The focus of Rule 3.4(a) is not on the former client’s interests, nor the lawyer’s ability to carry out his duties of loyalty and independent judgment toward the new client, but rather the need of the new client to be fully informed of all connections that the lawyer might have to the subject matter so that the client can make a fully informed decision as to whether or not to employ the lawyer even if, by any objective standard, Rules 3.4(e) and 3.4(f) are fully complied with.
The Commission concludes that under the facts presented there has not been a violation of Rule 3.4(a). This rule requires four requirements to determine if appropriate disclosure has taken place. With regard to the first requirement (disclosure of the lawyer’s relationship with the adverse party) it is not at all clear that at the time of employment either the lawyer or the new client would be expected to consider the brokerage firm to be an adverse party. While the firm was clearly involved in negotiating a transaction between its principal, the seller, and the lawyer’s prospective client, the buyer, that involvement alone is insufficient to classify the broker as an adverse party.
As to the second requirement (disclosure of the lawyer’s interest in the subject matter of the employment) the fact that the lawyer in the past drew up a form contract that happens to be used by the brokerage firm in the present transaction does not establish a sufficient interest in the subject matter of the employment. The fact that a form Purchase and Sale Agreement was drawn up in the past for the broker without regard to any of the principals who at a later date simply utilize the form to memorialize the terms of their agreement does not of itself constitute an interest of the lawyer in that subsequent transaction.
The Commission interprets the third requirement (disclosure of “all circumstances regarding his relationship to the parties”) as a modification of the first requirement and means nothing more than to require disclosure of all relevant circumstances to assist the prospective client in understanding and evaluating the relationship with the “adverse party.”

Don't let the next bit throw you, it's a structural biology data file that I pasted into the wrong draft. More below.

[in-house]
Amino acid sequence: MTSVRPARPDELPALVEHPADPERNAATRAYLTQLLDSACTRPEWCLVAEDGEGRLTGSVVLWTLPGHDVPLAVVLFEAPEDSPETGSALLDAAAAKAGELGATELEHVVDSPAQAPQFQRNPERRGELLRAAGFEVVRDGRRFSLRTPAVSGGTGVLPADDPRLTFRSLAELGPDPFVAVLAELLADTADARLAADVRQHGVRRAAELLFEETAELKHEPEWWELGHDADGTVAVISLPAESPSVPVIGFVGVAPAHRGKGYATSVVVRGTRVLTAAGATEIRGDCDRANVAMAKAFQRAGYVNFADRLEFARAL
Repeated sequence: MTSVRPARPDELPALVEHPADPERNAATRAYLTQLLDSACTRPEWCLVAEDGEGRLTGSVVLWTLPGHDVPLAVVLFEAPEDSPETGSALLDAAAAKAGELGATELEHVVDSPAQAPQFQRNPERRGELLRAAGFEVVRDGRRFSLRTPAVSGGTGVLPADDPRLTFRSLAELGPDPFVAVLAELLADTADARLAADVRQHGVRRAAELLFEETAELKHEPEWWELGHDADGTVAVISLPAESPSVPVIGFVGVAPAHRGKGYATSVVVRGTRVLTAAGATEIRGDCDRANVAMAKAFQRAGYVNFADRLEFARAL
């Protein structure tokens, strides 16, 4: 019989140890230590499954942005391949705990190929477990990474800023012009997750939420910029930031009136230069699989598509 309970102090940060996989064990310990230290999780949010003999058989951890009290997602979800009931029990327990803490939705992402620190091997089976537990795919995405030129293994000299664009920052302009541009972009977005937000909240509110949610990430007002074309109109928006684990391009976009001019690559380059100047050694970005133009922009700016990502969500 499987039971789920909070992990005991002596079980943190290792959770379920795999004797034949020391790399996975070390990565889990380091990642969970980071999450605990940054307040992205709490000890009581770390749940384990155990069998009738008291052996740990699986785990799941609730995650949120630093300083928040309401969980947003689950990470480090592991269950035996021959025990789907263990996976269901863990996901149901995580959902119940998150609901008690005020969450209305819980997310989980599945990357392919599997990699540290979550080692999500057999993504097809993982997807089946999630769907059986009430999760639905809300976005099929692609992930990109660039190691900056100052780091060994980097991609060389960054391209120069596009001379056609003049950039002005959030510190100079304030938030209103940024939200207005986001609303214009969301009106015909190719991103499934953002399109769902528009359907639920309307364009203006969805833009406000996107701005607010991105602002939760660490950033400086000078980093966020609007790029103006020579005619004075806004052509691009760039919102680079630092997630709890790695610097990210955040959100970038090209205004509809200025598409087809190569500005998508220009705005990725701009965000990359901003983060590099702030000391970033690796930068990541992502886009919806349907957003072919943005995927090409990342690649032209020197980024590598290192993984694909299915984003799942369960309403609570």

The final requirement (disclosure of “any interest or connection with the matter at hand that a lawyer knows or reasonably should know would influence the client in the selection of a lawyer”) requires more discussion. Surely all prospective clients do not have a right or need to know in advance of employment everything about their lawyer’s relationships with every person that has become in any way involved or may become involved in a contemplated transaction. Any former client has the right, in the absence of an articulable requirement to the contrary, to expect his former lawyer to respect the privacy of his previous relationship with him. Indeed, Rules 3.4(e) and 3.6(l) demand the lawyer to respect the privacy of the prior relationship in many, if not most, circumstances. In light of these expectations, the final requirement of Rule 3.4(a) must be construed to require that the lawyer make a judgment as to what interests or connections he may have had with “the matter at hand” that would be reasonably forseeably relevant to a prospective client in order for the latter to be satisfied that his chosen lawyer will be unreservedly loyal to his interests in the pending matter. If there is a reasonable likelihood that the interest or connection might affect the prospective client’s selection of the lawyer as his attorney, then disclosure must be made; but if such likelihood is not reasonably foreseeable, disclosure is not required. Recognizing that this is a “facts and circumstances” judgment which cannot be abstractly decided for all cases, the Commission is satisfied in this case that neither the lawyer’s connection (if indeed it can be called a connection at all) with the subject matter nor the fact he may have provided occasional advice to the broker on unrelated matters are of such significance that he should have known at the time of employment they would influence the prospective client’s selection of him as her lawyer. Indeed, ironically, it could be argued that disclosing this tenuous relationship to the client would likely influence her in precisely the opposite direction from which the Rule contemplates—as an attraction rather than deterrent to representation.